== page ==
See the video (and other supporting resources) at settlement.org.

The impact of changing demographics on maternal and child health

Best Start: Ontario’s Maternal, Newborn and Early Child Development Resource Centre will feature a keynote on cultural diversity at their annual conference, to be held Feb 27-29/08 in Scarborough.

From the conference website, this description:

“Ontario’s demographics are rapidly changing and the composition of our communities reflects the increasing diversity of the population. These changes have a significant impact on the planning and delivery of services across the province, in both large and small communities as well as urban and rural. Following an overview on the extent of these demographic changes, panelists will help us understand some of the specific implications for maternal and child health programs, and strategies to ensure that our programs meet the needs of our growing diverse population”.

Panelists are: Judith Bernhard, Ryerson University, Linda Kongnetiman, Calgary Health Region and Dr. Doug Norris, Environics Analytics.

The Arrival – a picture book about immigration

In The Arrival, author/illustrator Shaun Tan “tells” the story (without words) of an immigrant in a new land. Tan’s description:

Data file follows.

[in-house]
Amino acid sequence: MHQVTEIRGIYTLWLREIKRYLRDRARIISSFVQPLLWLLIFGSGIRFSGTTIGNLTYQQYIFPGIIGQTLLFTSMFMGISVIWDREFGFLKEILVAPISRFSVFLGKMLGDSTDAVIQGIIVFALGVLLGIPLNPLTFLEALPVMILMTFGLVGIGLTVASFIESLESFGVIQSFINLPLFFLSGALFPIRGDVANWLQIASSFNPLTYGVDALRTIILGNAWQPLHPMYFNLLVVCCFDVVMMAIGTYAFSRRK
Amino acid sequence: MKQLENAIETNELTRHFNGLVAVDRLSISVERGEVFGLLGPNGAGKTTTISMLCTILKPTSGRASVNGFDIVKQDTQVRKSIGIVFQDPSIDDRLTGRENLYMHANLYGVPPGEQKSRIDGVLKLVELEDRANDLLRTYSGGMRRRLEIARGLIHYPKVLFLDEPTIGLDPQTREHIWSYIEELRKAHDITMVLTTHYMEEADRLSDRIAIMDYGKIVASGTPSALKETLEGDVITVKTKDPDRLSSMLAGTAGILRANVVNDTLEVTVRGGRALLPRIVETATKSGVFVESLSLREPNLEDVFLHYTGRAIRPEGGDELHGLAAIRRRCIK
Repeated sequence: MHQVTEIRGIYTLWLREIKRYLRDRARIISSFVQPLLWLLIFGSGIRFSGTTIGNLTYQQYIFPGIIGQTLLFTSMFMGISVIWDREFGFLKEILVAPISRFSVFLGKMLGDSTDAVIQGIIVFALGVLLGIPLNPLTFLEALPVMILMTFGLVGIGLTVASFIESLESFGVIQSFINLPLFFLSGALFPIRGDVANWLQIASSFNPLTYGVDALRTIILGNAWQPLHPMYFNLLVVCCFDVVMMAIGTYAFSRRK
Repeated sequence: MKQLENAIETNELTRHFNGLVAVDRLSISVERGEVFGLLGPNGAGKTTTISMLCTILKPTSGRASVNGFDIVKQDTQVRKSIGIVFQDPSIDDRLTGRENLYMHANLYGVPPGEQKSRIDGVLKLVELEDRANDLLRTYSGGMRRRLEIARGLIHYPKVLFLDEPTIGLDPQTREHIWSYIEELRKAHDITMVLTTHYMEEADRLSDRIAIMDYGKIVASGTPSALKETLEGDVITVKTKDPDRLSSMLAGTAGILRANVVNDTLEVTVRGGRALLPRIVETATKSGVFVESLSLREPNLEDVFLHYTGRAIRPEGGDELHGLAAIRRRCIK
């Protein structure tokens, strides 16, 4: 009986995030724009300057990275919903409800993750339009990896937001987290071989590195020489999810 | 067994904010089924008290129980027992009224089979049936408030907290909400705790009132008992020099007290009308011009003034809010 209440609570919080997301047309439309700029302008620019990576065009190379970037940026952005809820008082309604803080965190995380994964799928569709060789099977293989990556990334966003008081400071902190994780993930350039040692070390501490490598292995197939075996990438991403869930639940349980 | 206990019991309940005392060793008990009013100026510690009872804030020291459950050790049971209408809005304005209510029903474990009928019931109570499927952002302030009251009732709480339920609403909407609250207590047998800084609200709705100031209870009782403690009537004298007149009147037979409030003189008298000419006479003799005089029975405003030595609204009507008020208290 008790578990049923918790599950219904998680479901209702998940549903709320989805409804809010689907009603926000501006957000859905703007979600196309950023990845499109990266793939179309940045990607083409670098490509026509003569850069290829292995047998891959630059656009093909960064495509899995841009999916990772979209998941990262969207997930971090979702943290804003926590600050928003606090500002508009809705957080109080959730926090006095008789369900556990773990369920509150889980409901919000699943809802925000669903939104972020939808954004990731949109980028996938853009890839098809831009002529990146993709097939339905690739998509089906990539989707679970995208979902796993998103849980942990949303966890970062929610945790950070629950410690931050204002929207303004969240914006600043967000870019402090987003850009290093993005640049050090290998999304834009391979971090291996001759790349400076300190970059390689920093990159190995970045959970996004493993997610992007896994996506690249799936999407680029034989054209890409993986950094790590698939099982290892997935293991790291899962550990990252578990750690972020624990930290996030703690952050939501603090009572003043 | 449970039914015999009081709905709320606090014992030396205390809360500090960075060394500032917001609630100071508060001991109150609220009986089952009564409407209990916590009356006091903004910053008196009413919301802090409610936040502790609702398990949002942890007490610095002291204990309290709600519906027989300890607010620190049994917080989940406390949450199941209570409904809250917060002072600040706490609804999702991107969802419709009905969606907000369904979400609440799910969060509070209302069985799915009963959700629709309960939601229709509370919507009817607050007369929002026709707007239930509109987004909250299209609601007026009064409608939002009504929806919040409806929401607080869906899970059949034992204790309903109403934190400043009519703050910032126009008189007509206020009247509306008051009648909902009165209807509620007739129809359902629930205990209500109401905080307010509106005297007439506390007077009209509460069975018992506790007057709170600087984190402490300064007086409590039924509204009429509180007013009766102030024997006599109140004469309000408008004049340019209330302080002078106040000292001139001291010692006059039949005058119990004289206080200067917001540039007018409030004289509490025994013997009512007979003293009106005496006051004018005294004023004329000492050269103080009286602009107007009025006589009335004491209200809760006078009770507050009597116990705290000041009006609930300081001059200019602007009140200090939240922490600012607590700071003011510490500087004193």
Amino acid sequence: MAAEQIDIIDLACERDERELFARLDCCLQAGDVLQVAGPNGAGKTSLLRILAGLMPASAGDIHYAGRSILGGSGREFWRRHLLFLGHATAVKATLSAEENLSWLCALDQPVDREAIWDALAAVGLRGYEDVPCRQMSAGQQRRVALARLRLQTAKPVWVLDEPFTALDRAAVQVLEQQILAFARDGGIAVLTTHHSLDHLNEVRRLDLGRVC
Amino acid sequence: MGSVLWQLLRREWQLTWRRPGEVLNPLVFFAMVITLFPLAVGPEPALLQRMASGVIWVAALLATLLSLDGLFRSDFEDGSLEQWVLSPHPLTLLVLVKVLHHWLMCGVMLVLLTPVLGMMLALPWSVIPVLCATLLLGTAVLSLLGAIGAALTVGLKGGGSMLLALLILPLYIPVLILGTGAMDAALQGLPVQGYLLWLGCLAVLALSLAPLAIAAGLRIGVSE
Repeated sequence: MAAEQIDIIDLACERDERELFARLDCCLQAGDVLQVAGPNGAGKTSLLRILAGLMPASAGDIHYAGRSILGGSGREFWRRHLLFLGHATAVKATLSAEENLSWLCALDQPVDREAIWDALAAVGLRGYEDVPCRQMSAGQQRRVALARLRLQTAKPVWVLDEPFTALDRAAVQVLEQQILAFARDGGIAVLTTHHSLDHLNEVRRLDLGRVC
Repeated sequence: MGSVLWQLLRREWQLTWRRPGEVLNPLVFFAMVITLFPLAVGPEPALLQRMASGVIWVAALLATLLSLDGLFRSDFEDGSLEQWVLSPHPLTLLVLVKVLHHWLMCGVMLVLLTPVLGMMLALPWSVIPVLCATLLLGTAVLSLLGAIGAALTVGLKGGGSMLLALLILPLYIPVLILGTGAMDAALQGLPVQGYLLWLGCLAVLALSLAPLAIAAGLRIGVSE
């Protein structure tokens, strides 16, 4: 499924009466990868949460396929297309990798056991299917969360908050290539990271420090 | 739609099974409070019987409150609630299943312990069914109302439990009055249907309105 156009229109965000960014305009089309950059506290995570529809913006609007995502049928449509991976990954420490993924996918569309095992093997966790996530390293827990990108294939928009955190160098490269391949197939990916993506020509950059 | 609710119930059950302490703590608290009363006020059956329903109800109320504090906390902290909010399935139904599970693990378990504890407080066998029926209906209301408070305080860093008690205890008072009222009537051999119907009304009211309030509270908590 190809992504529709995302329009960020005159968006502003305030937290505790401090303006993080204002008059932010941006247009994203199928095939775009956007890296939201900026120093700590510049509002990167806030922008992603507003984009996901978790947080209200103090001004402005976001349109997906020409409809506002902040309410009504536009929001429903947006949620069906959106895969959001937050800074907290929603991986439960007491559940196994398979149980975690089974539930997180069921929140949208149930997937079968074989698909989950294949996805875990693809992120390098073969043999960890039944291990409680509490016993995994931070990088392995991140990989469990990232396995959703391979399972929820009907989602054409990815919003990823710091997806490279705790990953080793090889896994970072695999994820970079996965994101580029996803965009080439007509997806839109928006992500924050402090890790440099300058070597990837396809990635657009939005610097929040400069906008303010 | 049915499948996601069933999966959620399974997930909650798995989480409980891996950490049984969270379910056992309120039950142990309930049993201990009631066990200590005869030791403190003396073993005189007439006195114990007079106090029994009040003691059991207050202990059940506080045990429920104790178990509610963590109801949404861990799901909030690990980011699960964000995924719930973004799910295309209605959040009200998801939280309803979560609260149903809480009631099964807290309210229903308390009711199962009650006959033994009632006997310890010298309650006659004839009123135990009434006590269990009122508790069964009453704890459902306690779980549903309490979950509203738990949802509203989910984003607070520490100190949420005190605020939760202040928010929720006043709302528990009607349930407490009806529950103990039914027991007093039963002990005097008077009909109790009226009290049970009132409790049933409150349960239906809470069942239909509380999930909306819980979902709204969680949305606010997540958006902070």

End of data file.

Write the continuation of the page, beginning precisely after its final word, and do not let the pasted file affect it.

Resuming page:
“The Arrival is a migrant story told as a series of wordless images that might seem to come from a long forgotten time. A man leaves his wife and child in an impoverished town, seeking better prospects in an unknown country on the other side of a vast ocean. He eventually finds himself in a bewildering city of foreign customs, peculiar animals, curious floating objects and indecipherable languages. With nothing more than a suitcase and a handful of currency, the immigrant must find a place to live, food to eat and some kind of gainful employment. He is helped along the way by sympathetic strangers, each carrying their own unspoken history: stories of struggle and survival in a world of incomprehensible violence, upheaval and hope”.